– People traveling these two routes have to put up with traffic delays no matter what traffic control is in place

Let’s take a look at some of the financial facts about the proposed Meredith roundabouts:

– Most of the money will come from grants obtained from the Federal Government. These grants are legally binding contracts and have long strings attached to them
– The taxpaying citizens of Meredith will pay increased taxes to maintain the roundabouts
The town of Meredith will lose real estate tax revenue by taking private land and buildings from the tax rolls to create the roundabouts
– The current intersections require routine periodic paving that’s already in budgets
– Sales, food, room and hotel taxes generated by tourists rarely flow back to communities from the state of NH to fund capital projects like roundabouts

Here’s the bottom line if you look at the above facts.

The traffic congestion during periods of peak flow will be the same or worse with the roundabouts.

All you have to have is one or two timid tourists who are NOT FAMILIAR with the merging and aggressive tactics you need to use in periods of HEAVY TRAFFIC to transform one or more approaches into the roundabout into GRIDLOCK.

If you’ve never been parked behind a person afraid to enter a roundabout, you’ll forever remember it when it happens to you. It’s very frustrating as they hold up ALL the traffic behind them.

Aggressive driving increases in roundabouts in periods of heavy flow as impatient drivers force their way into the roundabout.

If there’s an accident in a one-lane roundabout, like the ones proposed for Meredith, the entire intersection becomes GRIDLOCKED. That does not happen in a regular cross intersection as cars can navigate around the accident.

With the current computerized traffic signals at the intersection of Route 3 and 25, traffic flow through the intersections is handled as efficiently as possible. You normally don’t have to wait but a few minutes before your traffic light turns green in your favor.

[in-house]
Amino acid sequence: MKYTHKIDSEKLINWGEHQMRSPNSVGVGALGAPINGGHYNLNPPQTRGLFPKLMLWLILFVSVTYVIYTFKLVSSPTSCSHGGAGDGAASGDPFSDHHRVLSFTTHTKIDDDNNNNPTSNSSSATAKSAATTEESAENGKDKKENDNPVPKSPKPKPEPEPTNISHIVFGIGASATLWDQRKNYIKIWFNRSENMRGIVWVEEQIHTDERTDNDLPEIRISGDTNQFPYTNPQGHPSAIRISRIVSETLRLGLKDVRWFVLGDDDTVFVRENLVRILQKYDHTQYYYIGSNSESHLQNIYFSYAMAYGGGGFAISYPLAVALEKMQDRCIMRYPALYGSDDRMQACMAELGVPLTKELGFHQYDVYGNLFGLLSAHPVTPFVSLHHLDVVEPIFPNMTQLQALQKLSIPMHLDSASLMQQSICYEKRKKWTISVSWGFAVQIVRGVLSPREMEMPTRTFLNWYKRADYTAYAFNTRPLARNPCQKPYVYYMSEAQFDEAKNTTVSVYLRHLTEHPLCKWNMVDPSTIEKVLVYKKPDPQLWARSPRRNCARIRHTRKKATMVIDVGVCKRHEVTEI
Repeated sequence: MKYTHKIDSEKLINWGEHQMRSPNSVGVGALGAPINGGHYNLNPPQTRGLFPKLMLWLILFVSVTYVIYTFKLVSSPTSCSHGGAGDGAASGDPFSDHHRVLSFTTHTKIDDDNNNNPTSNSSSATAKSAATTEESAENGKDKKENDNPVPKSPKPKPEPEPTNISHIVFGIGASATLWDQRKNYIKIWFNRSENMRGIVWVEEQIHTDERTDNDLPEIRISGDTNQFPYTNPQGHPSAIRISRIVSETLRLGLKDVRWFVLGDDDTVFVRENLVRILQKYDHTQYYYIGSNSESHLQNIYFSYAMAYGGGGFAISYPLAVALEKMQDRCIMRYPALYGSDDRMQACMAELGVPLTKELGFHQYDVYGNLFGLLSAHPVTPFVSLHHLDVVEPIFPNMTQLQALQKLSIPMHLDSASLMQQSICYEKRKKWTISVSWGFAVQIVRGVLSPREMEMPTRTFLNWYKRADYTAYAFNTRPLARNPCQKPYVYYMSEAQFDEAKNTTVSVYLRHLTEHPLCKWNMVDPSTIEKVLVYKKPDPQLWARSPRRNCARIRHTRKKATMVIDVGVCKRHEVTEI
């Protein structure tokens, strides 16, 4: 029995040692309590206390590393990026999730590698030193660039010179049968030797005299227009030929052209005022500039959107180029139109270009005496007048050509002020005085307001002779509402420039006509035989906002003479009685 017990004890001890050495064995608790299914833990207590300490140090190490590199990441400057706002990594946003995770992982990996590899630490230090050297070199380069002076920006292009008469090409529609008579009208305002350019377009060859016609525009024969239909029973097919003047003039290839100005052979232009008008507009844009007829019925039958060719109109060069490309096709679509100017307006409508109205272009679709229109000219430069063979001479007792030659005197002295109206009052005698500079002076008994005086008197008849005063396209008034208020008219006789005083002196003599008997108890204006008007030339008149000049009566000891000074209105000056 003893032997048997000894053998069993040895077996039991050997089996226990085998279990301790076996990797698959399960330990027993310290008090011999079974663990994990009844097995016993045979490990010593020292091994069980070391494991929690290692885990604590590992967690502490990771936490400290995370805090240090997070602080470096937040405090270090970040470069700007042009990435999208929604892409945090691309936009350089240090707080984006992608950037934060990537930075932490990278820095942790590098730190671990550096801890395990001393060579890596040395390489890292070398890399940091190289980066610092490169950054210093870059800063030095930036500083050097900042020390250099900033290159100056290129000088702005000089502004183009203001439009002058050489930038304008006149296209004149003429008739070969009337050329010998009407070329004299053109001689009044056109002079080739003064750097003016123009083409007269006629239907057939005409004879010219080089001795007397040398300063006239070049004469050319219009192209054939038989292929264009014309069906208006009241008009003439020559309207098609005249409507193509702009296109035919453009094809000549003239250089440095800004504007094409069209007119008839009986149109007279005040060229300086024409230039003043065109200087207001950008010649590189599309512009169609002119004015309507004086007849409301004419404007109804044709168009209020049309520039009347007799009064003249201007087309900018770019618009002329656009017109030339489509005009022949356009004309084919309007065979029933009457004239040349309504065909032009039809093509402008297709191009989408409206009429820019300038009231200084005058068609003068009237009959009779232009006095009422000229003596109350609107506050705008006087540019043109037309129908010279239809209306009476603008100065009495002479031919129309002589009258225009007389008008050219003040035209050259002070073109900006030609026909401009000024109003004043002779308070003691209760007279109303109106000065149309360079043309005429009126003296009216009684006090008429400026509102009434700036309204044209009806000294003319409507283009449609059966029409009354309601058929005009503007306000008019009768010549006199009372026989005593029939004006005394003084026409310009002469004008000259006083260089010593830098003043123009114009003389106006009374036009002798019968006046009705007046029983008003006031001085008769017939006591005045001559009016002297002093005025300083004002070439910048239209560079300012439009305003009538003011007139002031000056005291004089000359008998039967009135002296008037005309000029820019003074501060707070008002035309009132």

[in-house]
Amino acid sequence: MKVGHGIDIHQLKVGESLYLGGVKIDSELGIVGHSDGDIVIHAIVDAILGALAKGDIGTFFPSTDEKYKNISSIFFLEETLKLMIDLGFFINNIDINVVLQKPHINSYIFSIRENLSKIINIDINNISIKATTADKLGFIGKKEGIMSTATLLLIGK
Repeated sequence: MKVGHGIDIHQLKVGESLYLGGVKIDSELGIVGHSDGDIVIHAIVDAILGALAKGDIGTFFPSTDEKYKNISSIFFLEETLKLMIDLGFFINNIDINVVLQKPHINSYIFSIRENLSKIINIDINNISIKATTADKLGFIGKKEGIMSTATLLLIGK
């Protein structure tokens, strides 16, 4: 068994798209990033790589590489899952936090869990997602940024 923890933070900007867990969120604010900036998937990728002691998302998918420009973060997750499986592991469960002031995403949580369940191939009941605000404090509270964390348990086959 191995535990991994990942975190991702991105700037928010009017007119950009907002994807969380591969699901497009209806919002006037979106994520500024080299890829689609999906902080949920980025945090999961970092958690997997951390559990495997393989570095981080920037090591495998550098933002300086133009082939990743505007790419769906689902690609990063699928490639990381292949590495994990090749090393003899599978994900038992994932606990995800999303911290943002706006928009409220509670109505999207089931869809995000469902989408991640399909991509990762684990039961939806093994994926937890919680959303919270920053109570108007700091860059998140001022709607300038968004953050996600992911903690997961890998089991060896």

The roundabouts will NOT relieve the seasonal congestion. Roundabouts do NOT guarantee smooth and consistent traffic flow from all incoming roads in heavy-traffic periods. See above.

Pedestrians wanting to cross Route 3 and Route 25 now have safe crossing signals. It will be VERY DANGEROUS to cross a roundabout on foot and it will bring traffic in the roundabout to a screeching HALT as pedestrians have the right of way in NH – ALWAYS.

One thing is for sure. If the roundabouts are designed like the one just south of the McDonald’s restaurant in Meredith, NH, it will cause even MORE congestion since the diameter of that roundabout is too small. The small diameter allows fewer cars into the roundabout at one time and those in the roundabout travel SLOWLY to navigate the roundabout.

The diameter of the current roundabout in Meredith was designed to CHOKE traffic and slow down cars and trucks. The fancy name used by planners is traffic calming.


These roundabouts are currently being thrust upon communities by those in power who subscribe to planning produced by the United Nations of all places.

Now let’s consider modern technology in this discussion.

Savvy travelers use smart phone and tablet apps to MINIMIZE travel time. There are free apps like Waze and SigAlert that tell a traveler in REAL TIME the BEST alternative route.